A 25-year-old man with a criminal history was arrested and charged with a hate crime for allegedly firing BB pellets at a Jewish father and son outside a kosher Staten Island market over the weekend, police announced Tuesday.
Jason Kish was charged with assault as a hate crime, reckless endangerment and endangering the welfare of a child over the Sunday attack that came amid a rash of Anti-Semitic hate crimes across the Big Apple.
Kish allegedly drove past the pair, who were wearing yamulkas and other traditional Jewish garbs, and fired shots from the driver’s side window, police said. The duo was returning a shopping cart in front of the Kosher Island market in Meiers Corners when they were attacked.
Surveillance video captured the moment the 7-year-old boy was clipped in the ear. He ducks, covers his head and looks at his father in confusion. His father, who was struck in the chest, lets go of the cart and tends to his son as the drive-by shooter speeds off. They were both treated for minor injuries.
Police began canvassing for Kish’s Mustang as soon as the crime was reported, Detective bureau chief Michael Baldassano said Tuesday. Kish was pulled over about an hour into the search, ID’d and released.
After reviewing the security footage of the shooting and comparing it to bodycam footage of Kish being pulled over, police realized both Mustangs had the same distinctive marking, Baldassano said.
Ring footage taken from a home a few blocks away from the kosher market also captured Kish allegedly holding a pellet gun out the window of his mustang.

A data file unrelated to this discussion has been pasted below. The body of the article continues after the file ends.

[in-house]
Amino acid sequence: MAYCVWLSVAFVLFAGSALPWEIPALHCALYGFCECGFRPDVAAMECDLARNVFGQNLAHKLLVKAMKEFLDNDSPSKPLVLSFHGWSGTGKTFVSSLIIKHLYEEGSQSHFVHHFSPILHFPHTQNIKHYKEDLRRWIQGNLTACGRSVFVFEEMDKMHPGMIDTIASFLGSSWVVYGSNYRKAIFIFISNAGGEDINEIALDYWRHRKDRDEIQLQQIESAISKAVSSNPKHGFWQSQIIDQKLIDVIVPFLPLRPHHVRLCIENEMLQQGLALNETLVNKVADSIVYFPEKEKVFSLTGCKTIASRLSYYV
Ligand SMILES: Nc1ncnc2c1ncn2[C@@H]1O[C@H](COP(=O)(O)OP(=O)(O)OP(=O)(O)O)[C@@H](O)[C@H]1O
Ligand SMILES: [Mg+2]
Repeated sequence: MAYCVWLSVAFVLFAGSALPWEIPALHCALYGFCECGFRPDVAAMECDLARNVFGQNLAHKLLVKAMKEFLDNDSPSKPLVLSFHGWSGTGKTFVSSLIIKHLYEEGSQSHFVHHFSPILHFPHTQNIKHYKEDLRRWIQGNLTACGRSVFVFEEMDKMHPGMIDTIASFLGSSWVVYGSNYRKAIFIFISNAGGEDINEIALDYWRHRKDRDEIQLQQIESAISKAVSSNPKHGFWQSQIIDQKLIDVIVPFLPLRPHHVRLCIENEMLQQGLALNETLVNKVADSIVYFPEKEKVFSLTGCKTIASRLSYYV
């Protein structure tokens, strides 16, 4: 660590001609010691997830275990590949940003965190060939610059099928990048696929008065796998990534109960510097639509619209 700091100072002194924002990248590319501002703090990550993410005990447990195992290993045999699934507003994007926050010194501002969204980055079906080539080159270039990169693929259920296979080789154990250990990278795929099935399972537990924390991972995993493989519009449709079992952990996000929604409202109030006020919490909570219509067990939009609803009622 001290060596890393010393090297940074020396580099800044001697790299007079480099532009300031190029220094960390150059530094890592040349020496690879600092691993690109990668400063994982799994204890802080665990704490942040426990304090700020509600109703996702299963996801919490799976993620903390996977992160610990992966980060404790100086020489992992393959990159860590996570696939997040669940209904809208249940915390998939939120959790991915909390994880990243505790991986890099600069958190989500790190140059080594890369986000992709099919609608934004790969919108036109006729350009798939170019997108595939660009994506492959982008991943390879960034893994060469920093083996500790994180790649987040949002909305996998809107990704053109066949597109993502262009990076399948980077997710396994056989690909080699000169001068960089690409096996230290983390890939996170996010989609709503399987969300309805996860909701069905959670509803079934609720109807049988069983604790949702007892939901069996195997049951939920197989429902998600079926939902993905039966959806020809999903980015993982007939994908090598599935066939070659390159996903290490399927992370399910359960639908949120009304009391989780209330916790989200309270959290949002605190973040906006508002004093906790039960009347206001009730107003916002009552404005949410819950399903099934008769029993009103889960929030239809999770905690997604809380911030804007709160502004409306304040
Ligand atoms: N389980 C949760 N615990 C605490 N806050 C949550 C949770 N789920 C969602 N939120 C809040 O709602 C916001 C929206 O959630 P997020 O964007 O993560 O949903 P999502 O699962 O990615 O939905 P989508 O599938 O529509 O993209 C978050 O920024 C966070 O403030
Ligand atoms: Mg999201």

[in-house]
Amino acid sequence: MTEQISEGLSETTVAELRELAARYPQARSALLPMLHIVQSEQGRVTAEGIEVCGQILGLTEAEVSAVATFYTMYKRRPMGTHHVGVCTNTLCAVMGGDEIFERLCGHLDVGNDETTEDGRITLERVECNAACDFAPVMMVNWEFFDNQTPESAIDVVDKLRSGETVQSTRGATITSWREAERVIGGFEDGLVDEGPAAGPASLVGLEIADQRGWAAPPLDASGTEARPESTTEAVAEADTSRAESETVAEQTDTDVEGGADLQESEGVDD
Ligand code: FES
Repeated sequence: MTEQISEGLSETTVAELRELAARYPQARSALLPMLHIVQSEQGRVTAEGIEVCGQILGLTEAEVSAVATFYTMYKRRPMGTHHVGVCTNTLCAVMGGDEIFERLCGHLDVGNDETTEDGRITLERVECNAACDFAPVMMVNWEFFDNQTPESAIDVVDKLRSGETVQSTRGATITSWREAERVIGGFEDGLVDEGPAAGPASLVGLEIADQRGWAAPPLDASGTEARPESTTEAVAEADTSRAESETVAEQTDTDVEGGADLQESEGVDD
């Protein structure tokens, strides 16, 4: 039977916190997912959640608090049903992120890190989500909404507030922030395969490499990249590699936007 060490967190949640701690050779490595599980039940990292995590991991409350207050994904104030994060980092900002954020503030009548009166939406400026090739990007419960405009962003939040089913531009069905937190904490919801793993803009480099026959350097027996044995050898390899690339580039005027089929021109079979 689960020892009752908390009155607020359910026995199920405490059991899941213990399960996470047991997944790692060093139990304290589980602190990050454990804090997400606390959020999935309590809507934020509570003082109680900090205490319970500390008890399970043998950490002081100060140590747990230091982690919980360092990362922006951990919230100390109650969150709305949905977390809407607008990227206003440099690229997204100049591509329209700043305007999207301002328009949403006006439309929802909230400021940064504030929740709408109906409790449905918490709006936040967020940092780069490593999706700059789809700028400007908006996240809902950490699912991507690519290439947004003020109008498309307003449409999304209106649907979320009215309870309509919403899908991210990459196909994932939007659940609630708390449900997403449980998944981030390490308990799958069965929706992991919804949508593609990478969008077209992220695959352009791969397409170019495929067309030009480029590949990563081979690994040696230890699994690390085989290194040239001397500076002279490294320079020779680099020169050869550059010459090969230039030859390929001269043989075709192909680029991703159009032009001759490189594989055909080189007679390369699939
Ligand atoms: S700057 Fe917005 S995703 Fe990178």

“A father and son, simply going to the store to buy groceries for their families, like I did the day before in my neighborhood, were shot at by someone who was acting — we believe and we will allege in court — out of hatred,” Staten Island District Attorney Michael McMahon said at a press conference Tuesday.
“And while we thank God that no one was seriously injured, this violent incident underscores the alarming increase in anti-Semitic hate crimes that we see, and from its rhetoric, in our country, in our city, in our state.”
Anti-Semitic hate crimes jumped 125% in November compared to the same month last year, stats show.
There have been 278 reported anti-Semitic attacks this year, a 52.7% increase from the same period last year, NYPD data shows.
“You have to think about the impact of this,” Mayor Eric Adams said Tuesday. “No severe injury, but emotionally the severity is real.”